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The Armed Citizen® The 1980s

The Armed Citizen® The 1980s

While those bent on restricting private gun ownership like to claim that firearms are seldom used successfully in self-defense, that couldn’t be further from the truth. In fact, it’s not a new phenomenon at all, but has been occurring for decades. 

Following are 10 reports of armed citizens protecting themselves and others during the 1980s. 

An armed man entered a Woodlawn, Md., supermarket, grabbed a cashier and forced her back to the manager’s office. When he spotted an open register, he pushed the cashier down the stairs to go after the money. Manager Rod Wolfe drew his revolver when the thief turned away, and in an ensuing struggle shot and killed him. Two accomplices were arrested outside the store when they couldn’t operate the stick shift of the getaway car; they were charged with armed robbery and handgun violations. (The Baltimore Sun, Woodlawn, Md., 5/31/1989) 

Michael Salerno of Phoenix, Ariz., was showering when he heard his dogs barking. Taking up his 9 mm handgun, Salerno investigated and found an armed burglar in his kitchen with a cocked revolver. Salerno fired and mortally wounded the intruder. Police said the slain man had Salerno’s wallet in his possession. (The Republic, Phoenix, Ariz., 4/29/1988) 

Off-duty security guard Lindell Helton of Indianapolis, Ind., was eating at a restaurant when a knife-wielding robber ordered employees to lie on the floor. When the man moved toward Helton, the guard drew his licensed revolver and fired twice, killing the robber. The county prosecutor said it was not significant that Helton is licensed to carry a gun, stating, “If a person commits a robbery and is using a deadly weapon, then citizens are entitled to use force, including deadly force, to try and stop it.” (The Star, Indianapolis, Ind., 12/11/1987) 

A Salt Lake City, Utah, homeowner was disturbed late at night by knocking at his door. After telephoning police, the homeowner armed himself and answered the door. An armed man standing in the doorway shot at the resident, who returned fire. In the ensuing struggle, the homeowner fatally wounded the man. (The Tribune, Salt Lake City, Utah, 10/26/1986)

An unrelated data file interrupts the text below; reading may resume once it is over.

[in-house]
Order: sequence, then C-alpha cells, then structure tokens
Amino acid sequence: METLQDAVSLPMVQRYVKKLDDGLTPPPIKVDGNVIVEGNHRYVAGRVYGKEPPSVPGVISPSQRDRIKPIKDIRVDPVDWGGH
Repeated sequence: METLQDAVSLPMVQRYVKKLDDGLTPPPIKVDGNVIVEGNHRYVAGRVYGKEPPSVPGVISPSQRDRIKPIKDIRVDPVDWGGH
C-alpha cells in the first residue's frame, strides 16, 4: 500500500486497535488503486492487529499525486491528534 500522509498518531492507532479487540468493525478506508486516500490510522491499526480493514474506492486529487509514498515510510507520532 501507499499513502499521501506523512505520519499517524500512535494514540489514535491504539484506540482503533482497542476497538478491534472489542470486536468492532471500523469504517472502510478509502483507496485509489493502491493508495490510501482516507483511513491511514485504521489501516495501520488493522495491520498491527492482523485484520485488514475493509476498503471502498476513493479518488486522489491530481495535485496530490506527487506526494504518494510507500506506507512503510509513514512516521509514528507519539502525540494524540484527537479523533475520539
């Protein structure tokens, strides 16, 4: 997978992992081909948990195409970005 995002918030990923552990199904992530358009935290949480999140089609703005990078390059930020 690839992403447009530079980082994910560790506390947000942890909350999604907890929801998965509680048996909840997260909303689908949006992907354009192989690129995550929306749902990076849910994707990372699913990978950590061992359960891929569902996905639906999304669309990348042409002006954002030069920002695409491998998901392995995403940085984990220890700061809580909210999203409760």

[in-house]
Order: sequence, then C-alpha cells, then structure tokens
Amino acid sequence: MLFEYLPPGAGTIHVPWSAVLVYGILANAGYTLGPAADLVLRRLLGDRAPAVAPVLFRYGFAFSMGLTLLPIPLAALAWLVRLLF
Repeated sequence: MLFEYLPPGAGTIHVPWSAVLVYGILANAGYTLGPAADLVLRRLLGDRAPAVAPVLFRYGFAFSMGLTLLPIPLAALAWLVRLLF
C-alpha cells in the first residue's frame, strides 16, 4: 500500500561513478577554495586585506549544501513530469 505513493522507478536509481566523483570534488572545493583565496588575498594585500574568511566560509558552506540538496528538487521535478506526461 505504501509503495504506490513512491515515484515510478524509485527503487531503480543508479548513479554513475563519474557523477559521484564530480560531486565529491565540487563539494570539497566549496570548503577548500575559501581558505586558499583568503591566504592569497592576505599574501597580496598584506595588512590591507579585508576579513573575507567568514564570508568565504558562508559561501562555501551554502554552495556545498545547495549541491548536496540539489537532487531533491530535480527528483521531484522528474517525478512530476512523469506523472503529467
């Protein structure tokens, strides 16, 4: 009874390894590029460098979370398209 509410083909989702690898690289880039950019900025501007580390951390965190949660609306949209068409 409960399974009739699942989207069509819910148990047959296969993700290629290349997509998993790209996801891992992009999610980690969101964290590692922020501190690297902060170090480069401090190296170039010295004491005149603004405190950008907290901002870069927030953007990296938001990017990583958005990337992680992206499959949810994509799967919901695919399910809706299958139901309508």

Waiting in his car for his daughter to get off work, a Norman, Okla., man watched as a suspicious character walked into the dry cleaners and pushed her to the back of the building and bound her. The clerk’s father waited until the armed robber had moved away from his daughter and was cleaning out the cash register, then he walked in with a pistol. He held the robber at gunpoint for police. (The Oklahoman, Oklahoma City, Okla., 12/8/1985) 

Asleep in his Las Vegas apartment, Phillip Brown was jarred awake by loud knocks at his door. Opening the door a crack, he failed to recognize the visitor, who then kicked his way in. Ignoring warnings to halt, the intruder rushed Brown and was stopped only by a blast from the apartment dweller’s 12-ga. shotgun. No charges were filed in the fatal shooting. (The Sun, Las Vegas, Nev., 6/16/1984)

As NRA Life member Rex Burroughs drove away from a Lander, Wyo., restaurant, two men pulled up, blocked his car, and demanded money at gunpoint. When the driver yelled, “Kill him,” his partner aimed and pulled the trigger. The gun failed to fire, and Burroughs was able to draw his own revolver and shoot the gunman. The robbers then sped off. (The Wyoming State Journal, Lander, Wyo., 1/1/1983) 

While a rifle was trained on his nephew, Timmy, H.C. Wynne was manhandled by three men who had entered his home near Stokes, N.C. When the trio began carrying valuables from the house to their car, Timmy Wynne grabbed a shotgun and used it to wound the armed robber and drive the gang away. A suspect was arrested when he sought treatment at an area hospital. (The Daily-Reflector, Greenville, N.C., 12/1/1982) 

“Oh no, not again,” Robert Tomar thought as an armed robber who’d robbed his Philadelphia pharmacy a week before came through the front door. But this time Tomar was ready, and opened up with a .38, wounding the criminal and putting him to flight. (The Bulletin, Philadelphia, Pa., 11/15/1981) 

Two armed and masked youths walked into a Milwaukee, Wis., bar and ordered bartender Bradley Piek to open the cash register. Piek complied, but the gunmen demanded more cash and herded the bartender and his customers into the men’s room. As he walked from behind the bar, Piek slid his .38-cal. revolver into his pants. Once inside the restroom, Piek cracked the door and opened fire, killing one gunman. Police later arrested the second robber and an accomplice. (The Journal, Milwaukee, Wis., 3/6/1980)

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